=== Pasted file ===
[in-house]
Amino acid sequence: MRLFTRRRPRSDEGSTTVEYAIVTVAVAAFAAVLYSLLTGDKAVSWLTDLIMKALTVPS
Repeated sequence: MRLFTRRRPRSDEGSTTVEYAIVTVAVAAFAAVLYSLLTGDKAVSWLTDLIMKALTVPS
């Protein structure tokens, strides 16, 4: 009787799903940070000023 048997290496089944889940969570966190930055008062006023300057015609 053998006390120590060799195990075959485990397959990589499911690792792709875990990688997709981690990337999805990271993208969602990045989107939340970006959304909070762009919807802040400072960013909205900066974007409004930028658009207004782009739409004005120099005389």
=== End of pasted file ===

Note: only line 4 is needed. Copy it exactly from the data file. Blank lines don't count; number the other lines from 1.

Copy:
């Protein structure tokens, strides 16, 4: 009787799903940070000023 048997290496089944889940969570966190930055008062006023300057015609 053998006390120590060799195990075959485990397959990589499911690792792709875990990688997709981690990337999805990271993208969602990045989107939340970006959304909070762009919807802040400072960013909205900066974007409004930028658009207004782009739409004005120099005389």